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Full Online Book HomeNonfictionsBooks And Persons: Being Comments On A Past Epoch 1908-1911 - Artists And Money
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Books And Persons: Being Comments On A Past Epoch 1908-1911 - Artists And Money Post by :M_J_Stockton Category :Nonfictions Author :Arnold Bennett Date :May 2012 Read :2052

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Books And Persons: Being Comments On A Past Epoch 1908-1911 - Artists And Money

(_6 Oct. '10_)

A month ago, apropos of the difficulties of running a high-class literary periodical, I wrote the following words: "Idle to argue that genuine artists ought to be indifferent to money! They are not. And what is still more curious, they will seldom produce their best work unless they really do want money." This pronouncement came at an unfortunate moment, which was the very moment when Mr. Sampson happened to be denying, with a certain fine heat, the thesis of Lord Rosebery that poverty is good for poets. Somebody even quoted me against Mr. Sampson in favour of Lord Rosebery. This I much regret, and it has been on my mind ever since. I do not wish to be impolite on the subject of Lord Rosebery. He is an ageing man, probably exacerbated by the consciousness of failure. At one time--many years ago--he had his hours of righteous enthusiasm. And he has always upheld the banner of letters in a social sphere whose notorious proud stupidity has been immemorially blind to the true function of art in life. But if any remark of Lord Rosebery's at a public banquet could fairly be adduced in real support of an argument of mine, I should be disturbed. And, fact, I heartily agreed with Mr. Sampson's demolishment of Lord Rosebery's speech about genius and poverty. Lord Rosebery was talking nonsense, and as with all his faults he cannot be charged with the stupidity of his class, he must have known that he was talking nonsense. The truth is that as the official mouthpiece of the nation he was merely trying to excuse, in an official perfunctory way, the inexcusable behaviour of the nation towards its artists.

* * * * *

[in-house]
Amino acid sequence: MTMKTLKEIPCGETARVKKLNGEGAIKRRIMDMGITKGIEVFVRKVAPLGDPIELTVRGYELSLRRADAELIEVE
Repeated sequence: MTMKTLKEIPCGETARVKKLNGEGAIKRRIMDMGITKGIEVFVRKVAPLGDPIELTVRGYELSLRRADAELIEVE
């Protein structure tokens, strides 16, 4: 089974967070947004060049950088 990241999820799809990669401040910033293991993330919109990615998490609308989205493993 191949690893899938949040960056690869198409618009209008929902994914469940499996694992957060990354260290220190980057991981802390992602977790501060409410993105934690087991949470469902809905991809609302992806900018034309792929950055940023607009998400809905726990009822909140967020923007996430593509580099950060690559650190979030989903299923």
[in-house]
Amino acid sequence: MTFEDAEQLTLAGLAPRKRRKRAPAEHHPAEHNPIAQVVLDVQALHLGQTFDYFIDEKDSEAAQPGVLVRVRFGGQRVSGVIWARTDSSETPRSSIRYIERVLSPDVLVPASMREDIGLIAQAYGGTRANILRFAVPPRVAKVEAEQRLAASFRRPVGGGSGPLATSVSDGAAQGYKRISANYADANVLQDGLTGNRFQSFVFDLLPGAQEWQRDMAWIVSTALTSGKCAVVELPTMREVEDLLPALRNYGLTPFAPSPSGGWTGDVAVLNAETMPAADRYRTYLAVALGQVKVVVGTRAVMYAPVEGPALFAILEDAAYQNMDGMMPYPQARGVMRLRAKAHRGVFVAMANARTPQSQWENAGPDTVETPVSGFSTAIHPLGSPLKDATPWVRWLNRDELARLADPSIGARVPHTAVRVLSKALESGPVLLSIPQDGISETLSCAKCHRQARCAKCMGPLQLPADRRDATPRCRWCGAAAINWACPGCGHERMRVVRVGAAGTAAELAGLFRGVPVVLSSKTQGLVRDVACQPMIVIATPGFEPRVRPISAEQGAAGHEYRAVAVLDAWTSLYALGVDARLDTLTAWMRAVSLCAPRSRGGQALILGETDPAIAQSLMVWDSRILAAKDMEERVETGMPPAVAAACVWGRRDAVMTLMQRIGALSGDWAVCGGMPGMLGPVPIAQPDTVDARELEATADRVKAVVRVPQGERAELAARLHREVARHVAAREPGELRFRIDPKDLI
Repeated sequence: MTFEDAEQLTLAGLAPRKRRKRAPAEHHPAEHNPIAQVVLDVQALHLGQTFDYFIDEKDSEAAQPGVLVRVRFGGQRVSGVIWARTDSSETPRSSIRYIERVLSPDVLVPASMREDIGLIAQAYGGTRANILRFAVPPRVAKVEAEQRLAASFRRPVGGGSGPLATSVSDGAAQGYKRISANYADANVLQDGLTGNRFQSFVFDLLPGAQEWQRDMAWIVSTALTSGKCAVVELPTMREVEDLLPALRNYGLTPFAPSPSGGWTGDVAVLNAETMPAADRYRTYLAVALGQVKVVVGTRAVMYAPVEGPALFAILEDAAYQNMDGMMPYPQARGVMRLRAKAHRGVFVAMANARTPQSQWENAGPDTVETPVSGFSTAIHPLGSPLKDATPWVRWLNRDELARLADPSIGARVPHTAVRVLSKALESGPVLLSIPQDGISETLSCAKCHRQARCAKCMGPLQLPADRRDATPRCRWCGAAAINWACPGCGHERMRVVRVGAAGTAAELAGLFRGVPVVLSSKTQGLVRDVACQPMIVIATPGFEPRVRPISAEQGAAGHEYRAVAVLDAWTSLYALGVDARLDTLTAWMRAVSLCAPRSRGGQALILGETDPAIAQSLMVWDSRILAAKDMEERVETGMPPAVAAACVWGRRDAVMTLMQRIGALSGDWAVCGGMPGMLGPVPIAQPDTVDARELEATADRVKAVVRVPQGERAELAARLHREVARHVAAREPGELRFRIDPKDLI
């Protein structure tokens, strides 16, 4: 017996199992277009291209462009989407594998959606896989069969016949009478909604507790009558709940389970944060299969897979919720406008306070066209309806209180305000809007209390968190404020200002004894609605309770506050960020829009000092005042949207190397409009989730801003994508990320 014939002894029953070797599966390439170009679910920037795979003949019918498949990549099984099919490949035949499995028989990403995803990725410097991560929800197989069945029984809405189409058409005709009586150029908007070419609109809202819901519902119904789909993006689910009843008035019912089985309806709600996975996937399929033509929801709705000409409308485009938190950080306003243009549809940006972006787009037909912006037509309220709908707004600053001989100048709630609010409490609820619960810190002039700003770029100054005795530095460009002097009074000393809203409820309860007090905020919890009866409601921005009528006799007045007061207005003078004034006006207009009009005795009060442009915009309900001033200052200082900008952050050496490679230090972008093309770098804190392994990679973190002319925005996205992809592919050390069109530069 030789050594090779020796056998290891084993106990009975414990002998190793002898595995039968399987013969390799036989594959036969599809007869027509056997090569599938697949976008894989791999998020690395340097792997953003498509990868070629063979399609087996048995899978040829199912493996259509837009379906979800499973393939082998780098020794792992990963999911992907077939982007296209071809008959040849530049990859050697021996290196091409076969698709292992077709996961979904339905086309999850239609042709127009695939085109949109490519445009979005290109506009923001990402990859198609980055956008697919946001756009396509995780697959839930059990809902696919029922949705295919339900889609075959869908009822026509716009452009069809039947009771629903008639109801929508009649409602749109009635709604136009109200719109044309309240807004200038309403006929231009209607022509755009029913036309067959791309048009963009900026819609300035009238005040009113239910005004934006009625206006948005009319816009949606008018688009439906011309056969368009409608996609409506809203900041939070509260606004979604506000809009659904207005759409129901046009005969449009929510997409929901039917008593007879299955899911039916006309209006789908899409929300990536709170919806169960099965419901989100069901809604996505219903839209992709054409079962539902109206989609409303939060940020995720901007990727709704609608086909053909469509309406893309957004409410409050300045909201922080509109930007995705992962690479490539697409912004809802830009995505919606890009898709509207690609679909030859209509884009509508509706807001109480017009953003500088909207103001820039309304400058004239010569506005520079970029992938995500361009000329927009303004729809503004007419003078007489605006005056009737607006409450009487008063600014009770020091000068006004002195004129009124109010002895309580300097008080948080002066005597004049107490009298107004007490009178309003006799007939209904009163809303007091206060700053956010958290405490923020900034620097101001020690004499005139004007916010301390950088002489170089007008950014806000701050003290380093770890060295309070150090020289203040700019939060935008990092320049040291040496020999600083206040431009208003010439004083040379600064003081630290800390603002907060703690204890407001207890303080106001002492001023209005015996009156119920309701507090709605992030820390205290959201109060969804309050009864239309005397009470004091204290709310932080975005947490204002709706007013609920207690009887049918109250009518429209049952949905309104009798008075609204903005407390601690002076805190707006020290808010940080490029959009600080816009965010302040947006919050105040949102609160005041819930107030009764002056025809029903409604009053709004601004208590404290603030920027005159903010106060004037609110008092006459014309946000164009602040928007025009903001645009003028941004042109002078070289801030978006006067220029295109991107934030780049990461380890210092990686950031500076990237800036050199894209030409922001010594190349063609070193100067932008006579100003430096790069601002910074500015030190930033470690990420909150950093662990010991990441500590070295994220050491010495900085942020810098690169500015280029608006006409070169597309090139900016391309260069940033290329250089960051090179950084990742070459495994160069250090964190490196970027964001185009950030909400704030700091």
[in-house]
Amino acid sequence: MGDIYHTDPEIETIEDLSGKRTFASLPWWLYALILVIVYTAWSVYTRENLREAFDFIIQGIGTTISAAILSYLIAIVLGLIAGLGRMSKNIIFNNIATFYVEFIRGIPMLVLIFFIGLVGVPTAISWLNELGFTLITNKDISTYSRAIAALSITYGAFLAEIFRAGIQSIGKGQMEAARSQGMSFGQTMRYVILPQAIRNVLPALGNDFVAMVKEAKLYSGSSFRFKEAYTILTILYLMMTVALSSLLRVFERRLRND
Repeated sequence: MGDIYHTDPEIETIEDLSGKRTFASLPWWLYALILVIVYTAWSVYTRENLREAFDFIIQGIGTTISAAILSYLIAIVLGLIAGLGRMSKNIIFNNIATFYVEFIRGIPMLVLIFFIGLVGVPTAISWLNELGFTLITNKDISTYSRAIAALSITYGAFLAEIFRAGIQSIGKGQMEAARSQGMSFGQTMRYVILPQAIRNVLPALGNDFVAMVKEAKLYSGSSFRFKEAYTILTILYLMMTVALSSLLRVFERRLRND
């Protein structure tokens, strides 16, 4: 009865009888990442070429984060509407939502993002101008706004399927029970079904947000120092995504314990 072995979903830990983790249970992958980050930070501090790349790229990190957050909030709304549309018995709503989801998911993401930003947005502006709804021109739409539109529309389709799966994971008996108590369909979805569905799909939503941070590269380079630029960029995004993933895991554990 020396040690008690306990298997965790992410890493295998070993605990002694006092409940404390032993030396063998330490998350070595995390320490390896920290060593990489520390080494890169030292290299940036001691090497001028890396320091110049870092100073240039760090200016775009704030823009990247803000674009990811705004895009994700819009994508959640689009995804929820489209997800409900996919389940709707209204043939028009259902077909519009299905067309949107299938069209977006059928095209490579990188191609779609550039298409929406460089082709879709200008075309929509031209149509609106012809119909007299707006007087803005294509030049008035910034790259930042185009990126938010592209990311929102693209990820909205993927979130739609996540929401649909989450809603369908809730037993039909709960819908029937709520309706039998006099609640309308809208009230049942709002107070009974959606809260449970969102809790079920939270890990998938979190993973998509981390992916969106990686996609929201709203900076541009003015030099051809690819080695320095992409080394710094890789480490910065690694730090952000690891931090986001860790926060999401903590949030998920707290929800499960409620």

As regards my own assertion that genuine artists will seldom produce their best work unless they really do want money, I fail to see how it conspires with Lord Rosebery's assertion. Moreover, I must explain that I was not thinking of poets. I was thinking of prose-writers, who do have a chance of making a bit of money. Money has scarcely any influence on the activity of poets, because they are aware that, no matter how well they succeed, the chances are a million to one against any appreciable monetary reward. An extreme lack of money will, of course, hamper them, and must, of course, do harm to the artist in them. An assured plenty of money may conceivably induce lethargy. But the hope of making money by their art will not spur them on, for there is no hope. No! I ought to have said explicitly at the time that I had in mind, not poets, who by the indifference of the public are set apart from money, but of those artists who have a reasonable opportunity of becoming public darlings and of earning now and then incomes which a grocer would not despise. That these latter are constantly influenced by money, and spurred to their finest efforts by the need of the money necessary for the satisfaction of their tastes, is a fact amply proved by the experience of everybody who is on intimate terms with them in real life. It almost amounts to common literary knowledge. It applies equally to the mediocre and to the distinguished artist. Those persons who have not participated in the pleasures and the pains of intimacy with distinguished writers depending for a livelihood on their pens, can learn the truth about them by reading the correspondence of such authors as Scott, Balzac, Dickens, de Maupassant, and Stevenson. It is an absolute certainty that we owe about half the "Comedie Humaine" to Balzac's extravagant imprudence. It is equally sure that Scott's mania for landed estate was responsible for a very considerable part of his artistic output. And so on. When once an artist has "tasted" the money of art, the desire thus set up will keep his genius hard at work better than any other incentive. It occasionally happens that an artist financially prudent, after doing a few fine things, either makes or comes into so much money that he is wealthy for the rest of his life. Such a condition induces idleness, induces a disinclination to fight against artistic difficulties. Naturally! I could give living instances in England to-day. But my discretion sends me to France for an instance. Take Francois de Curel. Francois de Curel was writing, twenty years ago, dramatic works of the very best kind. Their value was acknowledged by the few, and it remains permanent. The author is definitely classed as a genius in the history of the French theatre. But the verdict has not yet been endorsed by the public. For quite a number of years M. de Curel has produced practically nothing on the stage. He has preferred to withdraw from the battle against the indifference of the public. Had he needed money, the hope of money would have forced him to continue the battle, and we should have had perhaps half a dozen really fine plays by Francois de Curel that do not at present exist. But he did not need money. He is in receipt of a large income from iron foundries.

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